Dobble is a great game for anyone of any age to play.  There are 55 cards and each card has 8 symbols.  Every card shares only one symbol with every other card and the idea of the game is to identify those symbols which are matched.  It is fun, fast-paced and can help to develop lots of skills such as concentration, observation and processing speed.  Dobble can also be used, in many different ways, as an educational resource.  It is a really versatile game!


Memory – Kim’s Game
I use Dobble to support memory development especially with my Dyslexic pupils who have working memory difficulties. The child is given a card and asked to look at and remember the pictures on the card for a specific amount of time. The time can be varied depending upon the needs and confidence of the child. I encourage the child to make links between the pictures to help develop their memory strategies. I will then take the card and cover one of the pictures on the card using my thumb. I re-show the card to the child and ask them to identify which picture is covered. If they are finding the activity too challenging, I will assist them by giving a verbal clue.


Memory – Remember a given number of items.
I show the child a card making sure they are able to recognise and name all of the pictures. I then set them a challenge to remember a given number of items in a given time. How many items depends on the needs of the individual child – my aim is to not only improve memory but also confidence and self-esteem. There needs to be enough of a challenge but the task should also be achievable. I may start with one item and then increase to two, three and so on.


Speech and language support – On my card I have . . .
The Dobble cards have over 50 different symbols which can be used to help develop speech and language. For my first speech and language game, I split the cards with my pupil and ask them to say the sentence “On my card I have a ………..., have you? They choose one of the pictures on their card and describe it for example, “On my card I have a red heart, have you?” I then answer “I do/do not have a red heart on my card” echoing the description they have given. The pupil has three chances to guess which symbol I have on my card – if they guess right, they get the card, if they do not guess the shared symbol, I keep the card. You can also use different words for colours or describe the items by size or even assign personality words to the items!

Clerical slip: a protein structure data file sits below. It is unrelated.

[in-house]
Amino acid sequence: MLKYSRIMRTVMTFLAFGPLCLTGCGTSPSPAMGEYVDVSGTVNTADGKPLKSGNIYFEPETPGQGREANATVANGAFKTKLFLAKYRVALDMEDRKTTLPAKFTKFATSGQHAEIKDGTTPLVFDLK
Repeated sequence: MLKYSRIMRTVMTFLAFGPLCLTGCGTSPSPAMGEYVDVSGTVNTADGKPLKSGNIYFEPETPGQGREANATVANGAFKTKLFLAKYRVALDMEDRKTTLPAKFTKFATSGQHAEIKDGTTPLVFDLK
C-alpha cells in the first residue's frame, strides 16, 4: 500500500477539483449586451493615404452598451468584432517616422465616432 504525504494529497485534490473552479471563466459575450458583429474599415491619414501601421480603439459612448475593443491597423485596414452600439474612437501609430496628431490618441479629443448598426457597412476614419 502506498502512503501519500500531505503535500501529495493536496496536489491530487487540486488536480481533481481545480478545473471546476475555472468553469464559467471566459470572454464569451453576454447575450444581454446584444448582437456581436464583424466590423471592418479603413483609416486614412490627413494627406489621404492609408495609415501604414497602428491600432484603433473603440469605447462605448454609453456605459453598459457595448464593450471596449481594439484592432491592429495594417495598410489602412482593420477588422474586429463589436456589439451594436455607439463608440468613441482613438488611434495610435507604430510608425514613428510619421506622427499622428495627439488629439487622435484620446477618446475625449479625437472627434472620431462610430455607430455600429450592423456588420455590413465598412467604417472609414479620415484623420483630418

Speech and language support – I am looking at . . .
For this version of a speech and language game, the young person picks one of the card symbols and describes it without using the colour or name of the item. To provide support if needed, you can use word banks and also model how to describe a symbol. If I guess the symbol correctly from the description, the young person keeps the card.


Speech and language – verbal stories.
Using one of the cards, the child verbally tells a short story which involves all of the symbols on the card. This activity can be easily differentiated by limiting the number of symbols to be included, for example starting with two symbols then increasing. The story can also be shared so the child will say a sentence with one symbol in it then I will say the next sentence with a different symbol. Sharing in this way also allows me to guide the story to make it easier for the child to think of the next sentence.


Creative writing – sentences to short stories.
This is exactly the same as the verbal stories activity but instead, is written or typed. Writing can start with simple sentences and move right through to story writing. There are so many different sentence and text level activities you can do with these cards – here are a few to get you started! Connectives – incorporating two of the symbols; clauses/subordinate clauses, using adjectives/adverbs, 100 word stories, newspaper articles and descriptive writing.


Creative writing – poetry.
The cards can also be used as a poetry stimulus. Haikus, tankas, acrostic poems and list poems are just a few poetry types that I have explored using Dobble cards.


Social, Emotional and Mental Health (SEMH).
I find Dobble is a great game to support SEMH.  As I have mentioned, I often use it to support improvements in confidence and self-esteem.  Being able to keep up with a teacher/adult and sometimes beat them can really help a child and make them feel good about themselves.  There is a balance that needs to be met and I never allow a child to feel they have won easily as this devalues the accomplishment, I am careful about how “the win” happens and the language I use.  Sometimes there is no need to act – the child is better which is great!  Dobble can also help to introduce strategies for anxiety management such as listing visible objects – listing the symbols on the cards.